Graphic novels great medium to tell stories: Nandhini
Filmmaker J.S. Nandhini, currently working on a Tamil graphic novel, titled "Sivappu Kal Mookuthi", describes the medium as a good platform for storytellers to share their works with the audience if it could not be translated on to the screen.
"When you write a script, there's no guarantee that it will get made into a film. I wrote a fantasy thriller way before I made my first film, but it never got made due to several reasons. Another script I wrote faced a similar fate too," Nandhini told IANS in an interview.
"As a storyteller I craved for a medium to tell my stories just the way I wanted to see them. I thought why not talk to a few artists and try to convert these stories into graphic novels because it's a good medium for storytellers like me to express in; so I came up with a new story idea and started writing it," she added.
Best known for her work in Tamil romantic-drama "Thiru Thiru Thuru Thuru", she feels the film industry and graphic novel industry "are not going hand in hand".
"We have comic books on characters such as Gabbar Singh and Don, but these were made after the release of the films. I feel there's still a gap between the film industry and the graphic novel industry. I want to bridge that gap with my graphic novel, which I hope to make it as a film as well in future," said Nandhini.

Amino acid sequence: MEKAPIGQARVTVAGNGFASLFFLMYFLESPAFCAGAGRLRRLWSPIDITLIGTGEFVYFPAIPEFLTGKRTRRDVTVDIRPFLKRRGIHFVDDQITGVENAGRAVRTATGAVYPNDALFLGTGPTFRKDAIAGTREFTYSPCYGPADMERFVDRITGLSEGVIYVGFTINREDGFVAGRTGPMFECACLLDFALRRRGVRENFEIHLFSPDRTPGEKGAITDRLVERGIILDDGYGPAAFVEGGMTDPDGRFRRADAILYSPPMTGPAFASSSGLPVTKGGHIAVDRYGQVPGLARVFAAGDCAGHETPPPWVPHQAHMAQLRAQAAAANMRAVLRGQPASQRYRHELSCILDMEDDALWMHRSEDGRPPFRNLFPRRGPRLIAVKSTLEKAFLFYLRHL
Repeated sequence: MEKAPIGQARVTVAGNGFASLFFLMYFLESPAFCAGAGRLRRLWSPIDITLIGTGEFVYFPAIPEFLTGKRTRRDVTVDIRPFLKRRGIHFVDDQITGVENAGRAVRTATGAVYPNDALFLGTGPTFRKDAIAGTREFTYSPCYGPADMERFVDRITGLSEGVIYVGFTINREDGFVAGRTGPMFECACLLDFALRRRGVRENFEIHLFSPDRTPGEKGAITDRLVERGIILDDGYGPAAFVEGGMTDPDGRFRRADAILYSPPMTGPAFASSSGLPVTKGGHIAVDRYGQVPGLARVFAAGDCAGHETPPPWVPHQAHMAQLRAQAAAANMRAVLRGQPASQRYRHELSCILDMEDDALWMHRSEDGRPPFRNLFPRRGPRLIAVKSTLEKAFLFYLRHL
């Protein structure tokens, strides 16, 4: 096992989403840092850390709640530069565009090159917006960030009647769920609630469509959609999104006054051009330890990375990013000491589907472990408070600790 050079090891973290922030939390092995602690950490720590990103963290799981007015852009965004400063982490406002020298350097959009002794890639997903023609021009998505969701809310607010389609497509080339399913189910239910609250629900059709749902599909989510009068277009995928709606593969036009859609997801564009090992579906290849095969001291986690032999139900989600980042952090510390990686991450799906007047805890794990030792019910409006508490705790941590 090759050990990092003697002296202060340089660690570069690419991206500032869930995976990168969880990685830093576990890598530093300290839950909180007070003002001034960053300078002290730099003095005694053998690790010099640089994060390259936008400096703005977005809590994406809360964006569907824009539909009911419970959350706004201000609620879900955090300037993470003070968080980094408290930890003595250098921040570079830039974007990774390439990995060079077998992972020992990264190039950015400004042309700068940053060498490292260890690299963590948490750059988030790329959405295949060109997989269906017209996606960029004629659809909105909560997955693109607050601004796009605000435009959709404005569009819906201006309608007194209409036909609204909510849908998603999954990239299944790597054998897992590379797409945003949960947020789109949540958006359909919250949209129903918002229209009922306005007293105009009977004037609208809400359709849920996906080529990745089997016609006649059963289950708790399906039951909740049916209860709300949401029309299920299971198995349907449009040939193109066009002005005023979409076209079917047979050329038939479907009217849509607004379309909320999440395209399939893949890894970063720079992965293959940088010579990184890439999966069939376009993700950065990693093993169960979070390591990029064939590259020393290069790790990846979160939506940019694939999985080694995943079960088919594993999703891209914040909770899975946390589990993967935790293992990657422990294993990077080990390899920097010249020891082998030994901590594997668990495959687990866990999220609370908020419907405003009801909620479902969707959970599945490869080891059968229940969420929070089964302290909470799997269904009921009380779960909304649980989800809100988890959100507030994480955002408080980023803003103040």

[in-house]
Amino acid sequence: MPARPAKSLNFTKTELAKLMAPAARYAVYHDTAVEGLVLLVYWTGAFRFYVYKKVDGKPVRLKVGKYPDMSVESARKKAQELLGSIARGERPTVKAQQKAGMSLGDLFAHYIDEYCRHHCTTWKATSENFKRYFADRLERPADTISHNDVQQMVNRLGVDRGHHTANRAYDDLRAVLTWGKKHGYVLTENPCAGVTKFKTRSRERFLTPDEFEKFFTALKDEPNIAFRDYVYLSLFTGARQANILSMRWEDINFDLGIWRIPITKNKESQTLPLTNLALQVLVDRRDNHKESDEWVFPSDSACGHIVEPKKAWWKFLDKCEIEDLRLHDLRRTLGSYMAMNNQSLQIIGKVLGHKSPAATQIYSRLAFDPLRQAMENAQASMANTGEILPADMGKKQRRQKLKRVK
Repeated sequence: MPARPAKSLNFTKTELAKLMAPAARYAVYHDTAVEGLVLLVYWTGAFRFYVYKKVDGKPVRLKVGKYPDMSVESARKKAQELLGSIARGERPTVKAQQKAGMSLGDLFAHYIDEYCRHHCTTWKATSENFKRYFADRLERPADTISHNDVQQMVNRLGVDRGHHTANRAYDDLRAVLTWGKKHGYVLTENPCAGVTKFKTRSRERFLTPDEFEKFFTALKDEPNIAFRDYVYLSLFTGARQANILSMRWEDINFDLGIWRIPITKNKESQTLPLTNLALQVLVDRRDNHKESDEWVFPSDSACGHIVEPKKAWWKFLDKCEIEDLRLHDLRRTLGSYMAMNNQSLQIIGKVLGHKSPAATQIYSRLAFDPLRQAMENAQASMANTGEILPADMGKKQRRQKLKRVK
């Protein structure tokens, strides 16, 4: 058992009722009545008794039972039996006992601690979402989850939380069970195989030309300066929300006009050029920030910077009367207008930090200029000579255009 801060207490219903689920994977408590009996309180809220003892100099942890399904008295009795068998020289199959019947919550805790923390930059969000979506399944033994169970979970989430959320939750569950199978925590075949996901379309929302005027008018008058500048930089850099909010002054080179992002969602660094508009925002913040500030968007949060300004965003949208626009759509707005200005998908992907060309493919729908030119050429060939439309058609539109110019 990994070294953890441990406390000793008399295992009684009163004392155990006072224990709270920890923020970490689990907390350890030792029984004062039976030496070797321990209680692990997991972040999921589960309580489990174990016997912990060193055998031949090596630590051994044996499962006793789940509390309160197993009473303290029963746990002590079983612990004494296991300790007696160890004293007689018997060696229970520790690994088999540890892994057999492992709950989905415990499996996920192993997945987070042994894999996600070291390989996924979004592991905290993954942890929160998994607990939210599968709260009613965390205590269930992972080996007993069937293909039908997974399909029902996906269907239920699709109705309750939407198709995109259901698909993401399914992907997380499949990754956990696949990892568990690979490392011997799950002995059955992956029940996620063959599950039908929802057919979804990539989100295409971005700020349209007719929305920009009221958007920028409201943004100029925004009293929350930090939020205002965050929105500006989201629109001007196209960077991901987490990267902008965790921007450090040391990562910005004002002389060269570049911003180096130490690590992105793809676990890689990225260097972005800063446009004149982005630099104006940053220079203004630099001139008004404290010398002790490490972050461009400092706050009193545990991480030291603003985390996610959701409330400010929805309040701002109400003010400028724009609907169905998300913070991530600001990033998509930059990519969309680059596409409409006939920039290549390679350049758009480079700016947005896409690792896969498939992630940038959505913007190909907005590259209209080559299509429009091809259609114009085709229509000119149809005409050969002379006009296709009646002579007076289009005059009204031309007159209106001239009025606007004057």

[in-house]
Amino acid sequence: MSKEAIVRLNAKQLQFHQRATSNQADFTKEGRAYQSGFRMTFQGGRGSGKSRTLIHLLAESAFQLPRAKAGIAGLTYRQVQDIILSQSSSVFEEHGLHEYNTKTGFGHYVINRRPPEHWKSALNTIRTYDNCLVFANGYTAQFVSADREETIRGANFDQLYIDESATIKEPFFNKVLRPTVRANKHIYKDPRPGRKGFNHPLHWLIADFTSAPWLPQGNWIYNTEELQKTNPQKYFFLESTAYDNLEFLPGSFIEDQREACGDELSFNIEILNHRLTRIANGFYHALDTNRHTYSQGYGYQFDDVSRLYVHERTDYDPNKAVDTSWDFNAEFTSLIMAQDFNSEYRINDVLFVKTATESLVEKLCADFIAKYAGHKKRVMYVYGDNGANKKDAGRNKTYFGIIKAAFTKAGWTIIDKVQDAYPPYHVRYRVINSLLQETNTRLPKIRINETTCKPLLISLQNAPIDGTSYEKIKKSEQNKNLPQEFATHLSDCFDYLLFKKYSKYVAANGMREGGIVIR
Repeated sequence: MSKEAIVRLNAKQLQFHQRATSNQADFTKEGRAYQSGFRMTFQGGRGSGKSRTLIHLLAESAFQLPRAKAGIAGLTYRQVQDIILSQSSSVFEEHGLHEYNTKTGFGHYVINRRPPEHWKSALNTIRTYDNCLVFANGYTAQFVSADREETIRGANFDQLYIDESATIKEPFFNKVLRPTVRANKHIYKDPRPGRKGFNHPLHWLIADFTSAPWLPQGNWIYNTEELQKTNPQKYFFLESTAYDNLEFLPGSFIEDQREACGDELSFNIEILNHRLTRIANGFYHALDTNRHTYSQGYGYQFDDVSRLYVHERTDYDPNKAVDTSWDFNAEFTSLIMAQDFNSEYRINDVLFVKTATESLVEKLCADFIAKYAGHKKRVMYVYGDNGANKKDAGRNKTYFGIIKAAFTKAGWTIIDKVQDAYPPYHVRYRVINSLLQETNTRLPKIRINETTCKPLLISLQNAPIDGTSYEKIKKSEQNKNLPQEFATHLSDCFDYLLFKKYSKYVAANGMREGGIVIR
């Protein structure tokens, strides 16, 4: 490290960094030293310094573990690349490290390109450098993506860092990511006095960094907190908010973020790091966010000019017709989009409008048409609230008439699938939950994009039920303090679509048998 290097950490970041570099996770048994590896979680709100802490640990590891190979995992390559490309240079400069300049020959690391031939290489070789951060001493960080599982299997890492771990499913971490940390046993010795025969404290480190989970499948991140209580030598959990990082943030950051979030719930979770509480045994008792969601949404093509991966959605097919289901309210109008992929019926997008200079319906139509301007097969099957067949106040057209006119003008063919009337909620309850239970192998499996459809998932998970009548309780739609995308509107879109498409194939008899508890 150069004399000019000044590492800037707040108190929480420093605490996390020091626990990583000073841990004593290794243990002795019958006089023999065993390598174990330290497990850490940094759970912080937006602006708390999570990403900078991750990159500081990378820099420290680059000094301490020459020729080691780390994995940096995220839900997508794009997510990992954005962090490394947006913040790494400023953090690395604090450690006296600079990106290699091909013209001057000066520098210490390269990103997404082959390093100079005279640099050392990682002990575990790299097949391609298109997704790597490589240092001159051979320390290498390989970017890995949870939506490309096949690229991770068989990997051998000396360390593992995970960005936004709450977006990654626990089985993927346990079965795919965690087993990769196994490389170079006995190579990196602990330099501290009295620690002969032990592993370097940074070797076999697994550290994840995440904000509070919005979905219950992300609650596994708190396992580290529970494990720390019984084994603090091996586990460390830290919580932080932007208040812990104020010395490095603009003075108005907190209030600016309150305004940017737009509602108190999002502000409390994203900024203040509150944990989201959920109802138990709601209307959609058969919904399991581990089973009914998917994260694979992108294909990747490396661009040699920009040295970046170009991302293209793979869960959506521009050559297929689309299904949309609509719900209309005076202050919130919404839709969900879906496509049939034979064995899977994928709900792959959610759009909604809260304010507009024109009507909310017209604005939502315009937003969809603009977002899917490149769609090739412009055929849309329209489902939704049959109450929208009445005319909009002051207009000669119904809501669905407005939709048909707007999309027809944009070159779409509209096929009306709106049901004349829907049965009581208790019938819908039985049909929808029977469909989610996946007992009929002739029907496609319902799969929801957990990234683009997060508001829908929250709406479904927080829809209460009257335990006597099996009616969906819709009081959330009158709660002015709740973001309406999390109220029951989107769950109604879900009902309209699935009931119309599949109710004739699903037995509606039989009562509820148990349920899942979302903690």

What else interested her to make a graphic novel?
"I realised there aren't many contemporary Tamil graphic novels. There are several books and novels on folk tales such as 'Ramayana', 'Mahabharata' and 'Chandamama', but there was a dearth of modern stories in the format. The stories like you see in films are seldom to be found in a graphic novel," she said.
"All these reasons interested me because I have seldom seen a Tamil graphic novel. I thought this is a lovely medium to bring out new stories. I thought if I'm successful in this endeavour, it might pave way for making 'Sivappu Kal Mookuthi' into a film," said Nandhini.
But graphic novels are a "costly venture", she admits.
"Artists are really costly to hire. It takes a lot of effort," she said. About her experience, she said: "I spoke to many artists, borrowed money from friends and also took a loan. I did all that because I wanted my stories to come out."
How does Nandhini plan to publish her novel, which she intends to complete by July?
"I'm not a publisher; so I might have to self-publish it with the help of some graphic novel publishing portals and self-publishing companies, which aid independent novelists. I might try that or if some publisher likes my work and wants to publish it, then I'll probably see how it goes," she added.
"I also plan to release it as an e-book for i-Pads, on Kindle and on Android-based devices. You can read it on the go. I will also release a limited number of print editions because the cost is humongous and I'm not rich enough to afford that," she said.
Nandhini also plans to release her graphic novel in English and has registered its title as "Girl with a Red Nose Ring".
Is there a market for Tamil graphic novels?
"If you ask ardent Tamil comic book lovers, they're ready to read even translated Australian books, cowboy stories and Phantom novels. When I started researching through online communities, many were thrilled about the idea of an original graphic novel in Tamil," she said.
Nandhini, who doesn't recommend this idea to all aspiring writers who want to pitch their stories to producers, says "only if you're a good writer as well as an artist, you can try this approach".
(Haricharan Pudipeddi can be contacted at
(Posted on 28-04-2014)
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